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VII. Using the key words describe three ancient types of bridges.
VIII. Complete the following table:
Text 4: The Middle Ages and The Renaissance
1. What kinds of bridges were in the Ancient World?
2. What are the purposes of bridges in the Middle Ages? Were they still the same?
3. What countries in the Middle Ages and the Renaissance were first to develop bridge building?
After the fall of the Roman Empire, progress in European bridge building slowed considerably until the Renaissance. Fine bridges sporadically appeared, however. Medieval bridges are particularly noted for the ogival, or pointed arch. With the pointed arch the tendency to sag at the crown is less dangerous, and there is less horizontal thrust at the abutments. Medieval bridges served many purposes. Chapels and shops were commonly built on them, and many were fortified with towers and ramparts. Some featured a drawbridge, a medieval innovation. The most famous bridge of that age was Old London Bridge, begun in the late 12th century under the direction of a priest, Peter of Colechurch, and completed in 1209, four years after his death. London Bridge was designed to have 19 pointed arches, each with a 24-foot span and resting on piers 20 feet wide. There were obstructions encountered in building the cofferdams, however, so that the arch spans eventually varied from 15 to 34 feet. The uneven quality of construction resulted in a frequent need for repair, but the bridge held a large jumble of houses and shops and survived more than 600 years before being replaced. A more elegant bridge of the period was the Saint-Benezet Bridge at Avignon, Fr. Begun in 1177, part of it still stands today. Another medieval bridge of note is Monnow Bridge in Wales, which featured three separate ribs of stone under the arches. Rib construction reduced the quantity of material needed for the rest of the arch and lightened the load on the foundations.
During the Renaissance, the Italian architect Andrea Palladio took the principle of the truss, which previously had been used for roof supports, and designed several successful wooden bridges with spans up to 100 feet. Longer bridges, however, were still made of stone. Another Italian designer, Bartolommeo Ammannati, adapted the medieval ogival arch by concealing the angle at the crown and by starting the curves of the arches vertically in their springings from the piers. This elliptical shape of arch, in which the rise-to-span ratio was as low as 1:7, became known as basket-handled and has been adopted widely since. Ammannati's elegant Santa Trinita Bridge (1569) in Florence, with two elliptical arches, carried pedestrians and later automobiles until it was destroyed during World War II; it was afterward rebuilt with many of the original materials recovered from the riverbed. Yet another Italian, Antonio da Ponte, designed the Rialto Bridge (1591) in Venice, an ornate arch made of two segments with a span of 89 feet and a rise of 21 feet. Antonio overcame the problem of soft, wet soil by having 6,000 timber piles driven straight down under each of the two abutments, upon which the masonry was placed in such a way that the bed joints of the stones were perpendicular to the line of thrust of the arch. This innovation of angling stone or concrete to the line of thrust has been continued into the present.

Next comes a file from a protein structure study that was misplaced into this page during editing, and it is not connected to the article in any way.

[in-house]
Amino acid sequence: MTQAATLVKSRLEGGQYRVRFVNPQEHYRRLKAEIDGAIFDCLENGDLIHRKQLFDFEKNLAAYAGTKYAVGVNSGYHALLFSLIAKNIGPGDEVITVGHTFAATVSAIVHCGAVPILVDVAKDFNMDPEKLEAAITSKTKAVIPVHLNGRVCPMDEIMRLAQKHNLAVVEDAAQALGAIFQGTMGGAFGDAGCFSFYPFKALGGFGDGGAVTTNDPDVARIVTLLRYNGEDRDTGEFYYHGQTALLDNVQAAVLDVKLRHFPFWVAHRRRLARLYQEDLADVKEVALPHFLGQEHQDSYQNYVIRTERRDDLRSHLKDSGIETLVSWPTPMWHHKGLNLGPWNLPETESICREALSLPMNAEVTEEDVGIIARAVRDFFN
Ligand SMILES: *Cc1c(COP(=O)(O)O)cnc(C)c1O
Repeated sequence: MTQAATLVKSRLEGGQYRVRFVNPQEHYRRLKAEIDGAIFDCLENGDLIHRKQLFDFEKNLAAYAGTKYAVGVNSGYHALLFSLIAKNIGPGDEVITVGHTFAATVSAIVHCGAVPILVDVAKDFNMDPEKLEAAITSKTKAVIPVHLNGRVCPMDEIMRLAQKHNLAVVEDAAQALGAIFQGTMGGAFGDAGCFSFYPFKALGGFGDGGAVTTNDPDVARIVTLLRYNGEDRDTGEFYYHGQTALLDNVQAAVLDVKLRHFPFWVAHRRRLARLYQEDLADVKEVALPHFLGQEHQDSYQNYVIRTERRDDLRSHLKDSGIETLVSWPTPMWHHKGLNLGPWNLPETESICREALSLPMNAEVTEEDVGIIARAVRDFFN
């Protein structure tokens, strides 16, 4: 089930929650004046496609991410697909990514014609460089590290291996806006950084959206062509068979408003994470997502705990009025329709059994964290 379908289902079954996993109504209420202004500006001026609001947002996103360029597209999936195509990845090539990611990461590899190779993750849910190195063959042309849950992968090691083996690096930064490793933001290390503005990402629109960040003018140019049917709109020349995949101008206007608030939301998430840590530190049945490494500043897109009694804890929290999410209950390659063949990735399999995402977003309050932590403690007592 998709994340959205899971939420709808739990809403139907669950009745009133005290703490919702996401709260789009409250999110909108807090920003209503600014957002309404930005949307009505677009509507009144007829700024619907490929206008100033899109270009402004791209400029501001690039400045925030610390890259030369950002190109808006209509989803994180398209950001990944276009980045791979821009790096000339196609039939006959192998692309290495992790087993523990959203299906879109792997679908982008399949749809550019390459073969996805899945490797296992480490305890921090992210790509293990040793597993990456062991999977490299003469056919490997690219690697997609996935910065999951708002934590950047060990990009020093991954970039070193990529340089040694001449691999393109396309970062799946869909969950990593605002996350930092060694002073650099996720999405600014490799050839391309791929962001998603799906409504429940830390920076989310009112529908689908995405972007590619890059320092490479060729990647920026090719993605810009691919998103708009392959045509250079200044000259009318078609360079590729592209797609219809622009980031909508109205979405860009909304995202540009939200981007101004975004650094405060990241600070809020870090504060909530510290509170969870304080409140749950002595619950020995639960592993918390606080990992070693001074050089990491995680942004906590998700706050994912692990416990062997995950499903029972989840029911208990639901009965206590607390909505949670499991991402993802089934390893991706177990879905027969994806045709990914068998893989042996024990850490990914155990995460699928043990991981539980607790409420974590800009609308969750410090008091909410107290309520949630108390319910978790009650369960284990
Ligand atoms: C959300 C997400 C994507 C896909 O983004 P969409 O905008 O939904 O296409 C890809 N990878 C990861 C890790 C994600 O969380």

I. Answer the following questions:
1. What are medieval bridges noted for?
2. What are the advantages of a pointed arch?
3. There were many purposes of medieval bridges. What were they?
4. What was interesting about Monnow Bridge (in Wales) construction? What was rib construction necessary for?
5. What is a basket-handled arch? What is it for?
6. While building the Rialto Bridge Antonio da Ponte faced a problem. What was it? How was it overcome?
II. Match the meanings of these terms with their definition:
III. Put the words in correct forms into the text:
IV. Read the following text to find information on:
1) the shape of medieval bridges 4) subsidiary arches
2) the purpose of cutwaters 5) adjacent structures
3) the characteristics of spans
The Characteristics of Medieval Bridges
They have projecting piers, triangular in shape, known as cutwaters. These are found on the upper side with the point towards the stream their purpose being to protect the pier from the force of the current and from the impact of trees and other objects borne along by the water.
The spans varied from five feet in the case of small bridges to twenty feet or more in a few cases. The first were semicircular with a barrel vault. In the 13th century pointed arches replaced these arches and groined vaults replaced barrel vaults. Here the main weight was taken on ribs of stone.